Mainers who care for their disabled spouses at home could be reimbursed by Medicaid if a bill sponsored by a Windham legislator becomes law.

The measure went before the Legislature’s Health and Human Services Committee for a public hearing Thursday, with several people testifying in favor and no one speaking in opposition. Medicaid rules in Maine, where the program is called MaineCare, now bar spouses from being paid for giving in-home care.

Rep. Patrick Corey, R-Windham, said he sponsored the bill because he saw a need for a reform that would promote keeping families at home and out of institutions.

“Keeping patients at home in the long run will cost taxpayers less money,” Corey said.

Medicaid is a federal program operated by the states and funded with a blend of federal and state tax dollars. States have some latitude to choose what they will reimburse for, and 12 states currently compensate spouses for providing in-home caregiving for a disabled spouse. Vermont is the only New England state to pay spouses for these services.



In Maine, the caregiving spouse would be eligible to earn about $11 to $12 an hour. About 35,000 Mainers receive Supplemental Security Insurance under Medicaid, which includes people with disabilities and extremely low-income seniors.

Medicaid rules in Maine now allow other people who are living in the home and providing caregiver services – such as adult children or siblings – to be reimbursed for that work, but spouses are excluded.

An identical bill was approved by the Maine Legislature last year, but the measure died on the special appropriations table because it wasn’t funded. The projected cost of that bill was $2 million in federal and state money. MaineCare serves about 255,000 Mainers at a cost of $2.5 billion.

Advocates for the disabled at Thursday’s hearing said that the cost of the bill should be seen in a broad context, because keeping people at home and out of nursing homes saves money in the the overall system.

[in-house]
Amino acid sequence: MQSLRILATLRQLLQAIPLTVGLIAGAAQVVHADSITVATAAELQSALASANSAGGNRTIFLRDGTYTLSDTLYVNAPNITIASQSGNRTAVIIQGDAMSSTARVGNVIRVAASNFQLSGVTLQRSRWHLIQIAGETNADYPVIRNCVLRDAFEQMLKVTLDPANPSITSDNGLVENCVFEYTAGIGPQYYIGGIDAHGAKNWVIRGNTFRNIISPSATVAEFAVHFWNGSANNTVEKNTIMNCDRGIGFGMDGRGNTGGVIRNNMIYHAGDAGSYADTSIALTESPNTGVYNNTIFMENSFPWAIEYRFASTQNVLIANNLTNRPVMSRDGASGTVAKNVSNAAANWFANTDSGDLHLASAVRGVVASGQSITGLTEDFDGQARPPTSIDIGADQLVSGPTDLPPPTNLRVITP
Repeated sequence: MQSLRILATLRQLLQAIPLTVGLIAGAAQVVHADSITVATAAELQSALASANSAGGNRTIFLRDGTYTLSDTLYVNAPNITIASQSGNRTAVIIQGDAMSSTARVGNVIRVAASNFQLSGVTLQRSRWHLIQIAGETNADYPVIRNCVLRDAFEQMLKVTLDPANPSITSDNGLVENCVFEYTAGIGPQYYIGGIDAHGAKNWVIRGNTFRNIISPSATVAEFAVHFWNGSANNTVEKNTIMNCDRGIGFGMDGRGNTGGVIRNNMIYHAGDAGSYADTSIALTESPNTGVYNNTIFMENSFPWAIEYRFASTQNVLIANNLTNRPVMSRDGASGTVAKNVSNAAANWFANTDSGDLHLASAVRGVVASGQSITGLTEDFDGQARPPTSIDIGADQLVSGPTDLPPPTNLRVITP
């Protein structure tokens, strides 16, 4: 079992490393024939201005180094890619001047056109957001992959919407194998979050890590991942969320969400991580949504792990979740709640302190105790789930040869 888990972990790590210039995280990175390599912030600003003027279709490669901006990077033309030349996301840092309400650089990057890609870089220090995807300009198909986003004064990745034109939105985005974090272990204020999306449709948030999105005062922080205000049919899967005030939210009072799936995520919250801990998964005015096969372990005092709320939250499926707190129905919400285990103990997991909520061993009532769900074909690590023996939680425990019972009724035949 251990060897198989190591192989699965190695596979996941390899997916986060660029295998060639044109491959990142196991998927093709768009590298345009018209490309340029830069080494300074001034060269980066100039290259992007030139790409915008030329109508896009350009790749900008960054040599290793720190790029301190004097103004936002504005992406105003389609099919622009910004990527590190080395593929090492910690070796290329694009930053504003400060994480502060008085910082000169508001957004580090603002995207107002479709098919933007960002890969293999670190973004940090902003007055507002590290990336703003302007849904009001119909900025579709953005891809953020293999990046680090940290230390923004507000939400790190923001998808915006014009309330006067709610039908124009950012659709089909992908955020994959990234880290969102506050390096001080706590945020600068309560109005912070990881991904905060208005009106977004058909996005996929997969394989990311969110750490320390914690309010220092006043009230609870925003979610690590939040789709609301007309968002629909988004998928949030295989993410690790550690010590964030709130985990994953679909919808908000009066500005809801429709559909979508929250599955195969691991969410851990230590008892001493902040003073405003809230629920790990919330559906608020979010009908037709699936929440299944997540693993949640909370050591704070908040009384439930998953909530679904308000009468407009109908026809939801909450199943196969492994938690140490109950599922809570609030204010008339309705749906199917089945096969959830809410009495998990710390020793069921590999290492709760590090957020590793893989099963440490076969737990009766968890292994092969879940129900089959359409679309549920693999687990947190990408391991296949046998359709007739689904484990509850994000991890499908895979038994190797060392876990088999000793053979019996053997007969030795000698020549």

For instance, nursing home care costs about $75,000 to $100,000 per person annually, according to testimony before the committee, while paying a spouse to provide in-home care for one year would run about $25,000.



Sara Squires, public policy director for Disability Rights Maine, said many people caring for a spouse at home have had to quit their full-time jobs to do so.

“This bill will provide some economic relief for families who have to choose between caring for a loved one and holding down a job,” Squires said.

Patricia Thorsen, program manager for the Maine Long-Term Care Ombudsman Program, noted that a spouse would have to be hired by an agency as an in-home worker in order to be paid for their services.

“They would still have to be hired by an agency and pass background checks,” Thorsen said. “They would have to demonstrate the same level of ability” as an in-home worker who is not a spouse.

Thorsen said many agencies are dealing with a workforce shortage because of low pay and Maine’s low unemployment rate. Last year, the Legislature did approve a slight increase in reimbursement rates for caregivers, but pay remains low and Maine’s minimum wage is due to increase to $12 an hour in 2020.

Joe Lawlor can be contacted at 791-6376 or at:

Twitter: joelawlorph

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